I grew up in an environment where my parents could not get along at all. There were more days of them being in an argument than days they were happy, or at least, holding a united front. I spent years questioning if they would have been happier if they did not have me and constantly being the middle person whenever they gave each other silent treatments (which would last for weeks). I also wonder, maybe, if they were given the chance to know each other before they got married, would they be even married? I don’t think so. 

It saddens me that there are many women out there who are stuck in unhappy and toxic relationships because they are not financially independent and hence, have to rely on their husbands indefinitely. The current generation is changing for sure; they are becoming more open-minded and allowing their daughters more freedom, but I still believe that a girl has to work harder than her brothers to ensure she gets the extra education because of the misogyny in Indian Muslim families. 

I feel it is also important to explain the extent Indian Muslim parents would go to get a groom for their daughter. If the parents do not find a suitable groom locally, some families have a habit of extending this search to finding grooms from their native village in India or Malaysia. They connect with their relatives in India to find prospective grooms for their daughters and if they do find one, the family usually heads to India to conduct the wedding. This concept is something that is still prevalent among certain families and something that still surprises me. Is it really necessary to go the lengths of finding a groom in a whole other country? Is it really worth all the process of applying for PR for the new groom? Would you really trust a man with your daughter who does not have the similar backgrounds? I really don’t know. This just shows how much emphasis families place when looking to get their daughters married.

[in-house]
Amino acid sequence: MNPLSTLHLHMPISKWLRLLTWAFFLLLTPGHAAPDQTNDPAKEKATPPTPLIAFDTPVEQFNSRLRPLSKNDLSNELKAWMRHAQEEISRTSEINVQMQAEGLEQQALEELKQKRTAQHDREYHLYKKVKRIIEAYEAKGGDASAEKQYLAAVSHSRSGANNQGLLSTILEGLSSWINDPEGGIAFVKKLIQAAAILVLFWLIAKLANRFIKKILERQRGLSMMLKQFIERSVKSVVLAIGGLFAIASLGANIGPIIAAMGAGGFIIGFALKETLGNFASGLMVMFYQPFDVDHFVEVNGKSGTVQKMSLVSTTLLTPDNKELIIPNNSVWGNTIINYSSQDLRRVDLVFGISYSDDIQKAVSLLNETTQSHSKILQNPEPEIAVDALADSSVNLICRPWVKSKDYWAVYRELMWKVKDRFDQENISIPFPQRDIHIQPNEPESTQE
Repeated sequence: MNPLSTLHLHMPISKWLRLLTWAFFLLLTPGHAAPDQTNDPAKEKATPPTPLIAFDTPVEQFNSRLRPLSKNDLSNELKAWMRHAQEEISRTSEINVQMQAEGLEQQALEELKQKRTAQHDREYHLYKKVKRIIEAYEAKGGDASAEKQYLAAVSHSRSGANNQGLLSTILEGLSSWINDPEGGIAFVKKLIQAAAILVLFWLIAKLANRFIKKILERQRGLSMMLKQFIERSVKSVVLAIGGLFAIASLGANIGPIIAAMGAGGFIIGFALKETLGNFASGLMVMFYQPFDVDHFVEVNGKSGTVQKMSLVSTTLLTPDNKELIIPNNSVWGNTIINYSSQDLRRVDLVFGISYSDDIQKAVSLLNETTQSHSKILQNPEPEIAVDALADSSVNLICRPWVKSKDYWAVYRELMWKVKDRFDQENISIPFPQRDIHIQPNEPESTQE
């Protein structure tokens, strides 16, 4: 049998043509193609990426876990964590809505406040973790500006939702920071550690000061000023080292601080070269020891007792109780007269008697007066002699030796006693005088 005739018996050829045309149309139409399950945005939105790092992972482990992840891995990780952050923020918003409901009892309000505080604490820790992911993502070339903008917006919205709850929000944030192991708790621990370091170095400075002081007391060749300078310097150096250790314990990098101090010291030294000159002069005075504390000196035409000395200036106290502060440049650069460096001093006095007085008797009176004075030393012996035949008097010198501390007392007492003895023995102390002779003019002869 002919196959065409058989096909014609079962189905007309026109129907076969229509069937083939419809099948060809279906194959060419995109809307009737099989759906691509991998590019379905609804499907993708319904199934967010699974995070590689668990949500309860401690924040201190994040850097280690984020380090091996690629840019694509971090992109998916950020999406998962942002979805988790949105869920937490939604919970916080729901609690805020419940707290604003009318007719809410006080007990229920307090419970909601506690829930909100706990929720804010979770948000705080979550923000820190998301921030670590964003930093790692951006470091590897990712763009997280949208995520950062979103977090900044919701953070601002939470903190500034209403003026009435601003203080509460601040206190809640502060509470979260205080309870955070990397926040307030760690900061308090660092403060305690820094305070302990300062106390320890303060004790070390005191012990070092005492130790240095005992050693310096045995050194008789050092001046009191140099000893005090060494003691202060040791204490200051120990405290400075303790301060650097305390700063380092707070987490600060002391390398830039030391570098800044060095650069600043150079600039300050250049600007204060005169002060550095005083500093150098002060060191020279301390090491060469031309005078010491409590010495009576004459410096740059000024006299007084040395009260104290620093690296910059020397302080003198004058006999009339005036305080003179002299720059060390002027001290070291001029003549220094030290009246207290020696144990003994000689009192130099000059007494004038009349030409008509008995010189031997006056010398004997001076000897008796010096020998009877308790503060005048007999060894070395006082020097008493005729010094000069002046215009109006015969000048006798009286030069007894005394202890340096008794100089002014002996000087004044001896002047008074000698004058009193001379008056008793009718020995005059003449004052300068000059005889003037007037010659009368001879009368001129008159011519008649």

I do know one thing for sure. In a typical arranged marriage, the woman is definitely more vulnerable than the man and as a society, we must do better. If a marriage does not work out and the couple gets divorced, the women are more affected by this action than their ex-partners, in terms of how they are treated in the society and the chances of them getting remarried are also generally lower.

I am not against arranged marriages, in fact, I have made peace with the fact that I would most probably get married through one. I also have friends within the community who are experiencing the same thing and honestly, we are okay with it because we have been prepared for this situation ever since we were kids. However, we just want our families to understand the need for us to get to know our prospective matches before choosing who we want to marry. We should not be persuading our parents to let us to get to know the prospective grooms, because it should be a given.

Things are changing for the better, yes, but we must constantly ensure that the women are not shortchanged in a relationship. 

Ensure she pursues the education she wants, allow her to get the job she has dreamt of ever since she was a child and become financially independent. Get her consent before proceeding with anything. Most importantly, realise she is a woman who knows herself the best and let her choose her life partner. Let her speak to the men and make the decision for herself. Prioritise her needs and wants before the expectations of the society.


Begum is a brown girl who makes way too many self-deprecating jokes, cries a little too easily and laughs too loudly. She is also always trying to be the best version of herself.

Illustration by Ishibashi Chiharu